Republican front-runner Donald Trump had a rough go at it last week in the Badger State. It began with a series of local talk radio interviews, generally considered friendly terrain for Trump, but quickly turned out to be . . . well, not so friendly.

In just three interviews, Trump was forced to defend the way he talked about women, his inability to be a unifying force in the party, and the lack of detail he devotes to any particular topic in his platform. Trump learned that Wisconsin's talk radio doesn't take its cue from Rush Limbaugh and Sean Hannity, who seem more attracted to the flare of populism than to the rigors of conservatism.

As noted by a number of publications, Wisconsin's electorate is different because they've been battle-tested unlike any state in the union. Kimberly Strassel, in her column for the Wall Street Journal, put it this way:

“Wisconsin has been in continuous political warfare for six years. Over that time, Republicans lived through Gov. Scott Walker ’s epic battle for his Act 10 public-sector bargaining reform; judicial races; a Senate recall effort; a gubernatorial recall effort; a political assault in a vicious John Doe probe; another election cycle; campaign-finance reform; an overhaul of the state’s ethics body; a right-to-work law; and prevailing-wage reform . . . the result is a conservative electorate that is highly informed, highly energized and highly involved. The fights so far have given voters an acute appreciation of the conservative principles at stake, and a pride in defeating union and liberal priorities. They have radar sensitive to “fake” Republicans, and many aren’t keen on what they are hearing from Mr. Trump.”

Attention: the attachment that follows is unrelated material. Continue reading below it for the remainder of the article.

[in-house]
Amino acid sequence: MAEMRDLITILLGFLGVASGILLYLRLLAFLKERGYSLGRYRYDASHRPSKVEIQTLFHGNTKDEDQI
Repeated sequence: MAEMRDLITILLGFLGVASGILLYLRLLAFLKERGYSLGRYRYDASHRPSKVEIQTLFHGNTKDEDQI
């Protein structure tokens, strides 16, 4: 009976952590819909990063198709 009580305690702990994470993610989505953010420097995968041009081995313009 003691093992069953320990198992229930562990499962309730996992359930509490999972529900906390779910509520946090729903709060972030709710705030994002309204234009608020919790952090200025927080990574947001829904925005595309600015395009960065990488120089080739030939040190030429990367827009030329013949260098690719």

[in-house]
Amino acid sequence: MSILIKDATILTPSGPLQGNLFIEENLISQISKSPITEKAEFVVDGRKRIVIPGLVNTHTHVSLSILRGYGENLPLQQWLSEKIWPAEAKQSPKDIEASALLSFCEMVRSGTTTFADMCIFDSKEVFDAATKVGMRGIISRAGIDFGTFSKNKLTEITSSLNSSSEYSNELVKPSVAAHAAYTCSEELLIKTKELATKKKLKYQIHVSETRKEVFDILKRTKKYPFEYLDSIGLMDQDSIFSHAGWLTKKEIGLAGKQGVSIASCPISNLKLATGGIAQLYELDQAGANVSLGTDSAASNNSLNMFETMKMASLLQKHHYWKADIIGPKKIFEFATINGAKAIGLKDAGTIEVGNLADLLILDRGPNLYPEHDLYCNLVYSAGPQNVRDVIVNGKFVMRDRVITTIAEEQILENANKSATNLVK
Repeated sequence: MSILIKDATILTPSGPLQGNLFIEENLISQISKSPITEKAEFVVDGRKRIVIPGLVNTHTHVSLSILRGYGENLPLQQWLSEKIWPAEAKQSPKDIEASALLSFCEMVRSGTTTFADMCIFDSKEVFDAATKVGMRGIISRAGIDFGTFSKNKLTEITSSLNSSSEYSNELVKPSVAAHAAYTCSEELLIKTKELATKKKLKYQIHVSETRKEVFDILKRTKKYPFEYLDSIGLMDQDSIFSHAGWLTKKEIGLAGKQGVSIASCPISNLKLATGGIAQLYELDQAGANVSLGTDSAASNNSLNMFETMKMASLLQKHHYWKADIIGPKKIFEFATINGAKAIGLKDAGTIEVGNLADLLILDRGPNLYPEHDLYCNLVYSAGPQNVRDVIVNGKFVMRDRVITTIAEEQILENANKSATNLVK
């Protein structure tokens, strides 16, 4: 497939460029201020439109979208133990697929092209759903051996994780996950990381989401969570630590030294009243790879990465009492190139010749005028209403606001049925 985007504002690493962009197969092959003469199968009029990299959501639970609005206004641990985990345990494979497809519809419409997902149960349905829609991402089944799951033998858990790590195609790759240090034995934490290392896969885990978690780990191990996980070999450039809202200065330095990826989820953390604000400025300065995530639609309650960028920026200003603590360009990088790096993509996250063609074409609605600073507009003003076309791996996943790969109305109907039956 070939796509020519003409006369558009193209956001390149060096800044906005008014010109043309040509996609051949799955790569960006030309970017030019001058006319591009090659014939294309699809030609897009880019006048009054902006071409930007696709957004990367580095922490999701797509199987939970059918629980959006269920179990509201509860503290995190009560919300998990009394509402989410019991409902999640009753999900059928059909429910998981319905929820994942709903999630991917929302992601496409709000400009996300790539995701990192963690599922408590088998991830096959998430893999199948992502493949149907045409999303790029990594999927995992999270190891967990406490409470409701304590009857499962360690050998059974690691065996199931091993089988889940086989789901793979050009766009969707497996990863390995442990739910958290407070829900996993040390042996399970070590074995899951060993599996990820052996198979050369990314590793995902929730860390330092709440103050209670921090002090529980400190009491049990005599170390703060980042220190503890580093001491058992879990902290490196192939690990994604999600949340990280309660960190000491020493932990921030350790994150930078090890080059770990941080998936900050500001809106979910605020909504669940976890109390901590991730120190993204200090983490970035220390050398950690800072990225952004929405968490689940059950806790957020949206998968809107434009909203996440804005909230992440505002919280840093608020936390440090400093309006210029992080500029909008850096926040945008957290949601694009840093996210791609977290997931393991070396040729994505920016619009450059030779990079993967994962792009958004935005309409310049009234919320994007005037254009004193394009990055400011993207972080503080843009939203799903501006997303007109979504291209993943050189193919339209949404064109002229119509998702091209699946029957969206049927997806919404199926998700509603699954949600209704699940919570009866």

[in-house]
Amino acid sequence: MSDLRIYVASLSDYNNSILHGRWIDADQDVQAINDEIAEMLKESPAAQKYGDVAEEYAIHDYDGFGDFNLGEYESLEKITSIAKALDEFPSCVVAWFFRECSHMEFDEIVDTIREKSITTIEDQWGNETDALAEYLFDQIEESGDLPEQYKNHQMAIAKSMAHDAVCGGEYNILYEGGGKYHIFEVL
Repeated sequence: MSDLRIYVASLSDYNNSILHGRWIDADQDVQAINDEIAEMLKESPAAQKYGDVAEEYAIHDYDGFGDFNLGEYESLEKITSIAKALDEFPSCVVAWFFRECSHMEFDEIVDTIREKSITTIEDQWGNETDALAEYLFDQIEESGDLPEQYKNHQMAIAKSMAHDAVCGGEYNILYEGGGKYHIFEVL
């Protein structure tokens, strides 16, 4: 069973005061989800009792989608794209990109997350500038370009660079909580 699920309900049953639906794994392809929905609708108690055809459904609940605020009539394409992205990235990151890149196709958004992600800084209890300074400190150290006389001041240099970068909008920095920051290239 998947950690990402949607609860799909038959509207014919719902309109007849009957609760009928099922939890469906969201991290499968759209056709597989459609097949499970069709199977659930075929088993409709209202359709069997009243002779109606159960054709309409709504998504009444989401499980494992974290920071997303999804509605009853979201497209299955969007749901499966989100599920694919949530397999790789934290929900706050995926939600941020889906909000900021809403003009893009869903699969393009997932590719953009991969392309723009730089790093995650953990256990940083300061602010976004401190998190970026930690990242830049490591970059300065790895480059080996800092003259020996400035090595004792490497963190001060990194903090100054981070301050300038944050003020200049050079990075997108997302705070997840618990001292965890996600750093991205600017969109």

The one thing warfare tends to do is unite factions, otherwise divergent, into broader coalitions. Intra-party cannibalism is not really our style. We prefer optimism to fear, civility to hostility, reform to bluster, and most importantly, we prefer conservatism to populism.

Today, Wisconsin has an opportunity to be the last line of defense, a firewall if you will, to the systemic threat of a Trump nomination. Losing most of Wisconsin’s 42 delegates would make the 1,237-delegate hurdle for Trump a very steep one indeed. It would make a win in Pennsylvania or New Jersey for instance, absolutely necessary to keep his bid for the nomination alive. Conversely, if Trump were to win Wisconsin, the momentum he would gain heading to the east coast would be formidable.

Such is the importance and strength of the #NeverTrump movement. It’s not just built on the idea that a Trump nomination would set up Republicans for historic losses in Congress or even further down-ballot across the country, but could sufficiently damage the party’s ability to rebrand and rebuild beyond November.

Already, Wisconsin has played a pivotal role in unmasking a fraud. Perhaps it's time to send him packing.

What say you Wisconsin?

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